|Enrique Peña Nieto/Foto: Maria Luisa Severiano, La Jornada|
65% of the over 50 million Latinos who live and work in the United States are of Mexican origin. But President Barack Obama's embrace of Mexico's new president, Enrique Peña Nieto, in their meeting this Tuesday, November 27th in Washington, DC is the wrong way for him to appeal to this growing sector of the electorate. Peña Nieto hails from the old guard Party of the Institutional Revolution (PRI) which ruled the country for 71 years and represents the worst of Mexico's authoritarian past. By cozying up to this new face of reaction in the region, Obama sends a clear message that his Latin America policy will be equally as shortsighted in his second term as it was during his first. It also estranges the millions of Latino voters who were forced to leave Mexico because of the gross economic mismanagement and authoritarian politics of Peña Nieto's predecessors from the PRI.
The July 1st, 2012 Mexican presidential election was a far cry from normal democratic politics.Independent civil society groups reported that at least 28% of the voters were illegally pressured to vote for a particular candidate, 71% of those for Peña Nieto, and the secret ballot was violated in over 20% of the voting booths. The day after the election, mobs of people inundated local supermarkets to cash in on the rebate cards they had been given in exchange for their votes.Television news coverage has for years been strongly biased towards Peña Nieto. Hugo Chávez most definitely received far more criticism from the local media during his most recent presidential campaign than did Peña Nieto during his.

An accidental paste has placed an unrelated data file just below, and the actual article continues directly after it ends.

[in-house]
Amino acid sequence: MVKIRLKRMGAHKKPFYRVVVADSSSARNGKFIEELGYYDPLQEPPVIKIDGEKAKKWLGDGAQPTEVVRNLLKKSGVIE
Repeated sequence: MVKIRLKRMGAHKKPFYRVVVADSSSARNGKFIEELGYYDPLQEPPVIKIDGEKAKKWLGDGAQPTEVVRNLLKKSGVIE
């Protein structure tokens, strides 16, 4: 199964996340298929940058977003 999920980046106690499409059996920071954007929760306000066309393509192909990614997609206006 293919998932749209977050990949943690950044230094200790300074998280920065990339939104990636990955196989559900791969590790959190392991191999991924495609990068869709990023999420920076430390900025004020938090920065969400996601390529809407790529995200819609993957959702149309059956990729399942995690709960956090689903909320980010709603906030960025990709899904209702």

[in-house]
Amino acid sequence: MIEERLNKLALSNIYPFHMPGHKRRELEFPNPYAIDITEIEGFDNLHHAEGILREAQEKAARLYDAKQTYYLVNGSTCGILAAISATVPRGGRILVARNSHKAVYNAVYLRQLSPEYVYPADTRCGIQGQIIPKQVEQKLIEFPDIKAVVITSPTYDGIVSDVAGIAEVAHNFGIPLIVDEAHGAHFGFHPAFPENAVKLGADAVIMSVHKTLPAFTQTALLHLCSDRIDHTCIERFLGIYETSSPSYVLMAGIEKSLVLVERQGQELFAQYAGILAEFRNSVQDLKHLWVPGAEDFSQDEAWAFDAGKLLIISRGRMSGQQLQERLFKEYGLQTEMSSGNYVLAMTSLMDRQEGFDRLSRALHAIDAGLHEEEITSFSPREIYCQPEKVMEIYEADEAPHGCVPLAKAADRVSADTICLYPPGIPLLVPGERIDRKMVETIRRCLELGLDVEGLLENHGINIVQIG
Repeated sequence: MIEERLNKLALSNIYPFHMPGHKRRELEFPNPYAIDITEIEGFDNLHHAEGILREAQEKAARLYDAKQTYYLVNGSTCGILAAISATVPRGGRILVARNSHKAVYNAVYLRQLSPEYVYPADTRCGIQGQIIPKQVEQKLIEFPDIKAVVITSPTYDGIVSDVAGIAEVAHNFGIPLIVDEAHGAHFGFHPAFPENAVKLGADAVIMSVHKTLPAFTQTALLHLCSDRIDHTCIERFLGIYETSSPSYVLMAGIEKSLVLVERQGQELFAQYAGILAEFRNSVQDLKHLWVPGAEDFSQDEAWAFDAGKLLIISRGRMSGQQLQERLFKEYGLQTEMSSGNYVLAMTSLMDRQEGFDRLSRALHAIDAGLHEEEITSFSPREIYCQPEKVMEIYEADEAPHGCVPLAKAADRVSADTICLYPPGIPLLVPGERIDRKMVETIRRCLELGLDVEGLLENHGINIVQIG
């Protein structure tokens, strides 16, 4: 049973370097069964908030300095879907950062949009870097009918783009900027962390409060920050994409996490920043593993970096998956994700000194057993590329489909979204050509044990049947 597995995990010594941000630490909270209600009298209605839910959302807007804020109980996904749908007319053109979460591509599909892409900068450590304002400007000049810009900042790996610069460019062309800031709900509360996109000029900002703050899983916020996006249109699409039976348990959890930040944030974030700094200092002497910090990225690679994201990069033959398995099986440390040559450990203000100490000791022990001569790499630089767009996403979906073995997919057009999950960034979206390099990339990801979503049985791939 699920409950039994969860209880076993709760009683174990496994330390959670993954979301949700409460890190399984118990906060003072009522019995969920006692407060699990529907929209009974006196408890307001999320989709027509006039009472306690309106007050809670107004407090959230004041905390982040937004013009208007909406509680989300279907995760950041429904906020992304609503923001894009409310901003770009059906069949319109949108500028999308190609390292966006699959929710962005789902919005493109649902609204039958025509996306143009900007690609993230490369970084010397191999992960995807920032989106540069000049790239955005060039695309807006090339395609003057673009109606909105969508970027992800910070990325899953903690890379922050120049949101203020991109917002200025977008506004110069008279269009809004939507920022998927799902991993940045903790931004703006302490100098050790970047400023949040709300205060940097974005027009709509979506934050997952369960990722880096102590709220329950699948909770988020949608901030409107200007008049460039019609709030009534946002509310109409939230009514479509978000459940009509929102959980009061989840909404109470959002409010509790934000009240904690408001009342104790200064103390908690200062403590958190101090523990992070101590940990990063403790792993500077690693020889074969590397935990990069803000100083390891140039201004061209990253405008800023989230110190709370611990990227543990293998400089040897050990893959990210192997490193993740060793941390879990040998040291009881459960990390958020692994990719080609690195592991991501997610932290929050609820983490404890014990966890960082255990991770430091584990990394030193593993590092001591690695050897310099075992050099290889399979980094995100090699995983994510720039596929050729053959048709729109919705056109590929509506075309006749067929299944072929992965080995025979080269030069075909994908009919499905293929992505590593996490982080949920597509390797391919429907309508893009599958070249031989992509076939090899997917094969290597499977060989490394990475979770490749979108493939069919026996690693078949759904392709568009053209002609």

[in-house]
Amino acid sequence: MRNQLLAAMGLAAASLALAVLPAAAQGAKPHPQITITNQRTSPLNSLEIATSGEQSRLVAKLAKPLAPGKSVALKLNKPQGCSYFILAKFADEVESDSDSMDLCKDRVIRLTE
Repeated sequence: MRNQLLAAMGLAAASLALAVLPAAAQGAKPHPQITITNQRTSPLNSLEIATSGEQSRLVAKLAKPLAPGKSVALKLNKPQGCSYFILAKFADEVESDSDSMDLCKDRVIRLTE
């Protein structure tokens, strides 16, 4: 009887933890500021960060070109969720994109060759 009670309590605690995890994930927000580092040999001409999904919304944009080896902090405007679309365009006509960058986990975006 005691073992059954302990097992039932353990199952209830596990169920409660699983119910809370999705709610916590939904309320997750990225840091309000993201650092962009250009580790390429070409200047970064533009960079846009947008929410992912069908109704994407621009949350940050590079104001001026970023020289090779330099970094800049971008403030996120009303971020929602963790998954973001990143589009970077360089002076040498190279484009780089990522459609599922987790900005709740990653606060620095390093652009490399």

Peña Nieto and the PRI are under investigation by the authorities for possible gross violations of Mexico's strict campaign spending limits. They triangulated enormous amounts of cash to their political operatives by using debit cards issued by little known financial institutions. There is widespread suspicion that a significant portion of these resources were funneled off from government budgets and may have even come from money-laundering operations. Official observers from the European Union have condemned the Mexican electoral authorities for their insufficient efforts to prevent fraud and assure a level playing field. Mexico's Chamber of Deputies has just opened up a special inquiry into the possible use of illegal funds for Peña Nieto's campaign.
Nobody has taken to the streets to celebrate Peña Nieto´s victory or the return of the PRI to the presidency. To the contrary, immediately after the election, tens of thousands of youth protested throughout the country demanding the election be annulled due to overspending, media bias and favoritism from electoral authorities. This December 1st, Peña Nieto will be greeted at his inauguration by thousands of angry protesters...
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